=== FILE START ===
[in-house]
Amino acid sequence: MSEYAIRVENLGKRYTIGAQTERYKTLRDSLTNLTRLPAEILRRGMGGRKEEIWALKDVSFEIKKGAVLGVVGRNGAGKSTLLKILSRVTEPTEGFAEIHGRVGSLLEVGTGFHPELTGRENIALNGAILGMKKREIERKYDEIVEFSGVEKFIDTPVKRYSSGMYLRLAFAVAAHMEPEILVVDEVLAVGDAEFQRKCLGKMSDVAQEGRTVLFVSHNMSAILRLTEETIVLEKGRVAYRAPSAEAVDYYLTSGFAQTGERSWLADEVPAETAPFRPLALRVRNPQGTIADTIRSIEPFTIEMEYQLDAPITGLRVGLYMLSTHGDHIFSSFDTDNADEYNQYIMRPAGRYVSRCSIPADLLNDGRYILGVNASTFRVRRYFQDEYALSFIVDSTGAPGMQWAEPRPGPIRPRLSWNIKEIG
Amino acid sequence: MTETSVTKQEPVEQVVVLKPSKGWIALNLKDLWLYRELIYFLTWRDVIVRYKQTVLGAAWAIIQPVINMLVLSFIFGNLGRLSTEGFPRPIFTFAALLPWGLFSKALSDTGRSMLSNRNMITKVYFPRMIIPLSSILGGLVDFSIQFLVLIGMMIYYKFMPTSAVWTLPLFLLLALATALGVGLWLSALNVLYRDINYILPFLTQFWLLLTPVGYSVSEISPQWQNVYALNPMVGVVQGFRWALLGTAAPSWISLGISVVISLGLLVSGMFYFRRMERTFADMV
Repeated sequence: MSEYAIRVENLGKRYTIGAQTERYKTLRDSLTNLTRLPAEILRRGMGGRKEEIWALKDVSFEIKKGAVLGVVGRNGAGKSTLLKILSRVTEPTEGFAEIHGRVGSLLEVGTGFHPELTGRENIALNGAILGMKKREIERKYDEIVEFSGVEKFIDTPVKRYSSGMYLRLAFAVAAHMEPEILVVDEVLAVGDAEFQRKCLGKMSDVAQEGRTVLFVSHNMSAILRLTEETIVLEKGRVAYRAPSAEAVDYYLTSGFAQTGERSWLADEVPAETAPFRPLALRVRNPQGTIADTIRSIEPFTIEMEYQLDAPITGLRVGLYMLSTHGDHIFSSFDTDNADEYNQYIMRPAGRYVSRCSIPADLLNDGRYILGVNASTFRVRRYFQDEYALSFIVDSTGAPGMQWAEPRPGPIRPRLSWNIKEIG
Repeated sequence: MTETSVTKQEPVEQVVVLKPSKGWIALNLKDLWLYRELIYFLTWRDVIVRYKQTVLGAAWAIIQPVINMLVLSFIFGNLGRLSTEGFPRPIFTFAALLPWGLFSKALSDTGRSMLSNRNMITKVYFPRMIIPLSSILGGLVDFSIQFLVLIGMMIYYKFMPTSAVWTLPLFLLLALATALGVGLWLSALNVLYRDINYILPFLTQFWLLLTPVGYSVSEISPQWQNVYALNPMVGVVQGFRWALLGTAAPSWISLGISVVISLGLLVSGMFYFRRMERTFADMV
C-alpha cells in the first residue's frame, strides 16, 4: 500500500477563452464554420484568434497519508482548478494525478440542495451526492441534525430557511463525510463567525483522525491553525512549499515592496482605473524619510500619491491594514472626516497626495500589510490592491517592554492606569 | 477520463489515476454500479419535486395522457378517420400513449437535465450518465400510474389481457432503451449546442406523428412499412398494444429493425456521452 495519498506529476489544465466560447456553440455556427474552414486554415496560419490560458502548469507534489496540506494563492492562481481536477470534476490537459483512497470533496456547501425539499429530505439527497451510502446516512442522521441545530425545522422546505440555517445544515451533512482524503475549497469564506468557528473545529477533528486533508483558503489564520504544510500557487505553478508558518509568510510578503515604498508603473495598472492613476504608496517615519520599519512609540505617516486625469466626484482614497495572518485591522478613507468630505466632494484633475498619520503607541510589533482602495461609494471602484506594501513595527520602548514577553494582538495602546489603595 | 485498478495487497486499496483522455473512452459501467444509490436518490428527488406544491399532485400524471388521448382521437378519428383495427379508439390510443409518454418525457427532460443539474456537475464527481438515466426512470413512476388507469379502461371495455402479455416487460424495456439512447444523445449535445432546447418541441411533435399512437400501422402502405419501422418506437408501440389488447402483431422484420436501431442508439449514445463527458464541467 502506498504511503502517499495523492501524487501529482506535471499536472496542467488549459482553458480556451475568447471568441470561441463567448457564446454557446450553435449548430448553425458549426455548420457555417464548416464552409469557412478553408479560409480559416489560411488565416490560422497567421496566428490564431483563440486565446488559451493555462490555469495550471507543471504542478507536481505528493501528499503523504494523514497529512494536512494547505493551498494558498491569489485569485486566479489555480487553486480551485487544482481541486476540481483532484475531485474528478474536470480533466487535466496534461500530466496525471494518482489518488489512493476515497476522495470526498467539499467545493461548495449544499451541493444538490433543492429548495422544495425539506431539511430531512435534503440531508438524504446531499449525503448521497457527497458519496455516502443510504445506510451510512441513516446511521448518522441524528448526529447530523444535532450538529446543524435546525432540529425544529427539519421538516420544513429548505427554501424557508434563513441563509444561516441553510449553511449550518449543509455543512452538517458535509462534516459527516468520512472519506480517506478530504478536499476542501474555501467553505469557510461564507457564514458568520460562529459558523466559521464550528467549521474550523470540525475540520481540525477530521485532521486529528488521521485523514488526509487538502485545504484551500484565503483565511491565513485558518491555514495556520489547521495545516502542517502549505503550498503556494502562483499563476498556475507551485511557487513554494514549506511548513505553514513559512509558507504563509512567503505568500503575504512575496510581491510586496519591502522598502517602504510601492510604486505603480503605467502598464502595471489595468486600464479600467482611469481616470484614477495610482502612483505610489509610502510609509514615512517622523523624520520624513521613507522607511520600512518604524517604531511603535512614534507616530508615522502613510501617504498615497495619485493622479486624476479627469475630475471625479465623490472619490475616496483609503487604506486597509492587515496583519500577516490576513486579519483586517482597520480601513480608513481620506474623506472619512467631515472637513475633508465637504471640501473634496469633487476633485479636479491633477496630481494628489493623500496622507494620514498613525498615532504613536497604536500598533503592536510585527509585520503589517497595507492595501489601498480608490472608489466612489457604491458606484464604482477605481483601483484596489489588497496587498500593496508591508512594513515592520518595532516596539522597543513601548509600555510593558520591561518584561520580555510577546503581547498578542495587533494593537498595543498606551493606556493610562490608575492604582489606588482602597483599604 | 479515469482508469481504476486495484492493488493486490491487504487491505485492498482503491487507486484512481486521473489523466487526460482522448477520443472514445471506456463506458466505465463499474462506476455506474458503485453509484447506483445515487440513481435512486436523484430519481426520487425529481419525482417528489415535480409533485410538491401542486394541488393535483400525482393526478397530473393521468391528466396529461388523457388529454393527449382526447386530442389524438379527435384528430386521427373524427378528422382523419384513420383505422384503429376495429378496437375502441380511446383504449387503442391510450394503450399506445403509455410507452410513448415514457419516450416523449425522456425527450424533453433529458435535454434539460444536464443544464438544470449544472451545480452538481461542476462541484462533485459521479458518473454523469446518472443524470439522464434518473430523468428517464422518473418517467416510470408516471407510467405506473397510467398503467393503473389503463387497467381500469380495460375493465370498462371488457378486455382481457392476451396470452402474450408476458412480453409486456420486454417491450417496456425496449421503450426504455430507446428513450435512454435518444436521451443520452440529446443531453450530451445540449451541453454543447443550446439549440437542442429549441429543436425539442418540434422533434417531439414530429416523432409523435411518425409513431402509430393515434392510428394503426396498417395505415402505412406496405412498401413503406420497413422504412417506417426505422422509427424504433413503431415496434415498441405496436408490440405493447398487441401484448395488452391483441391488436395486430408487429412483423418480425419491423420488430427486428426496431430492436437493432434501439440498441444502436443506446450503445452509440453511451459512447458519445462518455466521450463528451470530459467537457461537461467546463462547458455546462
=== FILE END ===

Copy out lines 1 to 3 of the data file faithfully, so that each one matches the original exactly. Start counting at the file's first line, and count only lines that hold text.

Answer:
[in-house]
Amino acid sequence: MSEYAIRVENLGKRYTIGAQTERYKTLRDSLTNLTRLPAEILRRGMGGRKEEIWALKDVSFEIKKGAVLGVVGRNGAGKSTLLKILSRVTEPTEGFAEIHGRVGSLLEVGTGFHPELTGRENIALNGAILGMKKREIERKYDEIVEFSGVEKFIDTPVKRYSSGMYLRLAFAVAAHMEPEILVVDEVLAVGDAEFQRKCLGKMSDVAQEGRTVLFVSHNMSAILRLTEETIVLEKGRVAYRAPSAEAVDYYLTSGFAQTGERSWLADEVPAETAPFRPLALRVRNPQGTIADTIRSIEPFTIEMEYQLDAPITGLRVGLYMLSTHGDHIFSSFDTDNADEYNQYIMRPAGRYVSRCSIPADLLNDGRYILGVNASTFRVRRYFQDEYALSFIVDSTGAPGMQWAEPRPGPIRPRLSWNIKEIG
Amino acid sequence: MTETSVTKQEPVEQVVVLKPSKGWIALNLKDLWLYRELIYFLTWRDVIVRYKQTVLGAAWAIIQPVINMLVLSFIFGNLGRLSTEGFPRPIFTFAALLPWGLFSKALSDTGRSMLSNRNMITKVYFPRMIIPLSSILGGLVDFSIQFLVLIGMMIYYKFMPTSAVWTLPLFLLLALATALGVGLWLSALNVLYRDINYILPFLTQFWLLLTPVGYSVSEISPQWQNVYALNPMVGVVQGFRWALLGTAAPSWISLGISVVISLGLLVSGMFYFRRMERTFADMV